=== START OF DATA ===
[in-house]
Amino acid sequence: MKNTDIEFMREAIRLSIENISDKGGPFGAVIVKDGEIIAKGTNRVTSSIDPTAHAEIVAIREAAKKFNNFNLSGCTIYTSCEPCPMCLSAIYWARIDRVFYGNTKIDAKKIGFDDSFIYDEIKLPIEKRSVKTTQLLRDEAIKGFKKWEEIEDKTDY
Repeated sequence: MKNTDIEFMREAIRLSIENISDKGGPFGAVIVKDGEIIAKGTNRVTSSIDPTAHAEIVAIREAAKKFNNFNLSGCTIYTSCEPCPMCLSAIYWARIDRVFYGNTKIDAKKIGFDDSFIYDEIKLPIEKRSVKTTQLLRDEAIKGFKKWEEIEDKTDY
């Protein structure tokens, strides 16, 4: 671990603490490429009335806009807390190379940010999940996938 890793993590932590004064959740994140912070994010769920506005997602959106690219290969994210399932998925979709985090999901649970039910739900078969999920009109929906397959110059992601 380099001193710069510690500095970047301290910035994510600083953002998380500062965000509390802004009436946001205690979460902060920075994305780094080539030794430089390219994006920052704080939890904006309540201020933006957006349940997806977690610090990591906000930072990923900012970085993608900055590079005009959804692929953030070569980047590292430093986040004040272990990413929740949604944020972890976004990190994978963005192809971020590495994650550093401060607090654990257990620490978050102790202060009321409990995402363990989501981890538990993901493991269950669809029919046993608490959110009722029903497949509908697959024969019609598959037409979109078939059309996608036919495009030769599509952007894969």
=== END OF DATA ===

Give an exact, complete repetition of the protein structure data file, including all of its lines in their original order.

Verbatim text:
[in-house]
Amino acid sequence: MKNTDIEFMREAIRLSIENISDKGGPFGAVIVKDGEIIAKGTNRVTSSIDPTAHAEIVAIREAAKKFNNFNLSGCTIYTSCEPCPMCLSAIYWARIDRVFYGNTKIDAKKIGFDDSFIYDEIKLPIEKRSVKTTQLLRDEAIKGFKKWEEIEDKTDY
Repeated sequence: MKNTDIEFMREAIRLSIENISDKGGPFGAVIVKDGEIIAKGTNRVTSSIDPTAHAEIVAIREAAKKFNNFNLSGCTIYTSCEPCPMCLSAIYWARIDRVFYGNTKIDAKKIGFDDSFIYDEIKLPIEKRSVKTTQLLRDEAIKGFKKWEEIEDKTDY
């Protein structure tokens, strides 16, 4: 671990603490490429009335806009807390190379940010999940996938 890793993590932590004064959740994140912070994010769920506005997602959106690219290969994210399932998925979709985090999901649970039910739900078969999920009109929906397959110059992601 380099001193710069510690500095970047301290910035994510600083953002998380500062965000509390802004009436946001205690979460902060920075994305780094080539030794430089390219994006920052704080939890904006309540201020933006957006349940997806977690610090990591906000930072990923900012970085993608900055590079005009959804692929953030070569980047590292430093986040004040272990990413929740949604944020972890976004990190994978963005192809971020590495994650550093401060607090654990257990620490978050102790202060009321409990995402363990989501981890538990993901493991269950669809029919046993608490959110009722029903497949509908697959024969019609598959037409979109078939059309996608036919495009030769599509952007894969």